Surround Sound Speaker Systems
- Written by Andrew Yang
- Published on 28 February 2011
- Paradigm Mini-Monitor 5.1 Speaker System
- Page 2: Design of the Paradigm Mini-Monitor 5.1 Speaker System
- Page 3: Setup of the Paradigm Mini-Monitor 5.1 Speaker System
- Page 4: The Paradigm Mini-Monitor 5.1 Speaker System In Use
- Page 5: Conclusions About the Paradigm Mini-Monitor 5.1 Speaker System
- All Pages
The majority of my listening was comprised of movies and television. Over the past year, I have become a strong proponent of full size towers for the front channels. The Mini system almost makes me reconsider my recent towers or bust stance. Throughout my listening, I was impressed at how close to a larger system the Mini Monitor system performed. Upon further consideration, I am lead to think that most of this can be attributed to the large center channel. As most are aware, the majority of sound in a movie or on television comes through the center channel. With the CC-190 nearly approaching size of some smaller floorstanding towers, it was easy to see (or hear) why the system as a whole carried so much depth and fullness. On pure stereo source material, some of the depth was lost with only the Mini Monitors, but even here the Paradigms perform admirably. This is doubly true if one were to consider the size and cost.
Toy Story 3
Leave it to Pixar to create a third entry in a series that is as captivating as the first. There are a couple scenes of particular note. The opening scene has the explosion of a large wooden truss bridge spanning a canyon. The DSP-3100 was a little light in conveying the impact of the explosion. It was certainly felt, but it was missing a bit from the bottom end which is not unexpected for a subwoofer in this size/price range. Another scene later in the movie takes place in the rain. This being my first extended listening experience with dipole surrounds left me a bit unsettled. The surrounds came off a little unnatural to my ear. Not in the reproduction of the sound per se, but rather from sitting in the null of the dipole. I am not accustomed to hearing the surround coming from in front and behind my listening position but directly toward the position.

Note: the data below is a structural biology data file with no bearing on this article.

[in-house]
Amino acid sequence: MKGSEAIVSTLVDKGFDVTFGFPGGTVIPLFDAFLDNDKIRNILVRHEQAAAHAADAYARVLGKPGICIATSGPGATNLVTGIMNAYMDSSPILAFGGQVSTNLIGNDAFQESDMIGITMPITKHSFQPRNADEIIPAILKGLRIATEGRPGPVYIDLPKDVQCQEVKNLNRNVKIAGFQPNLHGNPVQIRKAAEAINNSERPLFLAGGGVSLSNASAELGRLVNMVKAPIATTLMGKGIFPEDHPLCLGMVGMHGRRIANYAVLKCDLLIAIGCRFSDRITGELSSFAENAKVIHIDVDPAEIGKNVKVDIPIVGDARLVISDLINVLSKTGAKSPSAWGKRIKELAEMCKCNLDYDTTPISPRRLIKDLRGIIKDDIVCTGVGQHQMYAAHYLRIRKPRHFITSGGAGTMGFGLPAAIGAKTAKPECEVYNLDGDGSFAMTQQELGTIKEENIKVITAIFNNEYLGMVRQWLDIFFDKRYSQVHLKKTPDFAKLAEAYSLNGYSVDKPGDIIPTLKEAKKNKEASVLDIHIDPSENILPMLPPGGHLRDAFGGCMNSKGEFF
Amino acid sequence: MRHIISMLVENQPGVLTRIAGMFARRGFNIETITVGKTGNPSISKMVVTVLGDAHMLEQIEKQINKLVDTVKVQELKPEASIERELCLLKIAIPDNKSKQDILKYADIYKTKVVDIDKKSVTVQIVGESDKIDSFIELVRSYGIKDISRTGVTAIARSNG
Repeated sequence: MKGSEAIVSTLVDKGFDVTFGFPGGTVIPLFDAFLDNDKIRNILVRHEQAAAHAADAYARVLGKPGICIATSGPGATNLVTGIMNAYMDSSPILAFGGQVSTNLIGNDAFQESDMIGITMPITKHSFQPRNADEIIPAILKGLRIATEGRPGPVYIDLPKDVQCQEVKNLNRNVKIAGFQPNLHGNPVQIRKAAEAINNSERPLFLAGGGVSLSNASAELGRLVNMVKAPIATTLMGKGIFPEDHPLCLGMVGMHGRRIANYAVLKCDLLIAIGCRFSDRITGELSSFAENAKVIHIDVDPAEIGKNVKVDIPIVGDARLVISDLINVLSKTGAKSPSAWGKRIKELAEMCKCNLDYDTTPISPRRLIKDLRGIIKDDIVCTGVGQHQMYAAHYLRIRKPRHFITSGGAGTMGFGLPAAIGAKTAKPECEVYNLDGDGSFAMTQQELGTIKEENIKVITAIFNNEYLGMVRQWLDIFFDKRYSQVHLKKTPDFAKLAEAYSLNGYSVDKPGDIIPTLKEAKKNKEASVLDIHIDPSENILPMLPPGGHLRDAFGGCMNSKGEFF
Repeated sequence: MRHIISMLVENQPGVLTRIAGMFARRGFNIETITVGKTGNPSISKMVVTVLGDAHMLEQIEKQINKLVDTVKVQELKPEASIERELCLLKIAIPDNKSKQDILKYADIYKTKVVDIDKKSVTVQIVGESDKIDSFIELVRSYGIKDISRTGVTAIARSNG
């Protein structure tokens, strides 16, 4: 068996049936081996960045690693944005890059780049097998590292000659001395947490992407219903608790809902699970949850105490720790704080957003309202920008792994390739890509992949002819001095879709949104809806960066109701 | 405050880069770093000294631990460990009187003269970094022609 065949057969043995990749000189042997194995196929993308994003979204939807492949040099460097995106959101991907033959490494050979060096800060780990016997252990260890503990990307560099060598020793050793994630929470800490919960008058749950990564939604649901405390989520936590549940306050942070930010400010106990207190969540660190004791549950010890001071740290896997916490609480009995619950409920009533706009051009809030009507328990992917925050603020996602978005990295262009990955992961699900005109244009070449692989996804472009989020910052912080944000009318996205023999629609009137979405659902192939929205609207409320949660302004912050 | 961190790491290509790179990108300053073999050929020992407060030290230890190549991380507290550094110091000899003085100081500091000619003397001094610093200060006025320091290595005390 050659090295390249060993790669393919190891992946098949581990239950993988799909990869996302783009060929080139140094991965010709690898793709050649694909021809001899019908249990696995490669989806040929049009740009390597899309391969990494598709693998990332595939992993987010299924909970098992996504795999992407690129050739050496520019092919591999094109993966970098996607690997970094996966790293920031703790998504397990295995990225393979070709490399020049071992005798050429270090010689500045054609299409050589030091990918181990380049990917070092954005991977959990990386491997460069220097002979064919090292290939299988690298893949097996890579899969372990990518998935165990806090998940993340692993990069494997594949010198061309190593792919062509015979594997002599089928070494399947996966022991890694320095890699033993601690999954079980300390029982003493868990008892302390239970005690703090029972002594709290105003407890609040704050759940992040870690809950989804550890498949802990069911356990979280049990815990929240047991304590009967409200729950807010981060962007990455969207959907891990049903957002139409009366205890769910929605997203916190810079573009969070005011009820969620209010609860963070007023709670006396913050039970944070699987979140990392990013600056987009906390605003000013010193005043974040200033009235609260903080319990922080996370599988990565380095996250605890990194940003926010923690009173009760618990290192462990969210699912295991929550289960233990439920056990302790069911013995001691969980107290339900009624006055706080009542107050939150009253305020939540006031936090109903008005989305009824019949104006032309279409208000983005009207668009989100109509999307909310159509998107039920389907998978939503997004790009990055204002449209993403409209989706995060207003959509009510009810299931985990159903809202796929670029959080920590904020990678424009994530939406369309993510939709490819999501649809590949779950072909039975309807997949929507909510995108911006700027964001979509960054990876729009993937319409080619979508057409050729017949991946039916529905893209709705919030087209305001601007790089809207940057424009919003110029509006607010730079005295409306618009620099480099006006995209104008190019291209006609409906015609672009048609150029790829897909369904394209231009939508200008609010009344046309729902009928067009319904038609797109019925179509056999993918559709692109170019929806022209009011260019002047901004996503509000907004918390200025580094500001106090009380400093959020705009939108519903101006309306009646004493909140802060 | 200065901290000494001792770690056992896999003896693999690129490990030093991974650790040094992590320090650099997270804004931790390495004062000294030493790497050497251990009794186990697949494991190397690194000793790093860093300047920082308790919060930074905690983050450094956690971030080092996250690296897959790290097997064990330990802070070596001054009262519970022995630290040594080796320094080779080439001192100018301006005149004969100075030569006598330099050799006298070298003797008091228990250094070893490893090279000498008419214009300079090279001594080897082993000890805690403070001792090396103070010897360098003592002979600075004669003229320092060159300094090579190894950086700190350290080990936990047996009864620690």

Ip Man is a romanticized telling of the modern history of one of the more influential practitioners of Wing Chun. There is an elegance and fluidity to Wing Chun Kung Fu that has been overshadowed more recently by a much more brutal brand of martial arts, and Ip Man is a refreshing break from the hyper real fight scenes so prevalent today. The soundtrack was in stereo, so I auditioned the movie using DPL II processing to utilize the additional channels. With this source material, I was not so keenly aware of the dispersion pattern of the dipoles. Generally, I have not found DPL II to be too aggressive in sending signals to the surrounds, and that may have worked to the benefit of the ADP-190s. There was enough to create the sense of immersion but so much that attention is drawn to the speakers.
Norah Jones - Come Away With Me
It seems one of the recordings that is inevitably played on any system I have reviewed. The difficulty of reproducing the alto voice as well as the ensemble makes it a great test. Running the tracks through the system both in straight stereo, and with DPL II processing provide a few insights into the system performance. I have a couple criticisms of the system. First, the subwoofer is not quite up to the task of reproducing of the stand-up bass in the band. It is not an easy feat as it requires a combination of depth and agility that are seemingly opposite requirements for a single subwoofer. Second, in straight stereo, the bass is hinted at more than fully reproduced, but at least it is there. Criticisms aside, the vocals and the rest of the ensemble were an absolute pleasure to listen to through the Paradigms. There is a good depth to the vocals, without sounding unnaturally deep or clouded.
Glee: The Music, The Christmas Album
Coming through the holiday season, the Glee Christmas album received a fair amount of play in the household. While there are a number of tracks that I enjoyed, I found the male duet recording of "Baby, It's Cold Outside" particularly well done. The countertenor/tenor duet provides a slightly different challenge to the system. A countertenor is up the same registers as a lower female voice but there is a distinct male tonality present. The Paradigms did a great job in reproducing both voices without sounding muddled or chesty.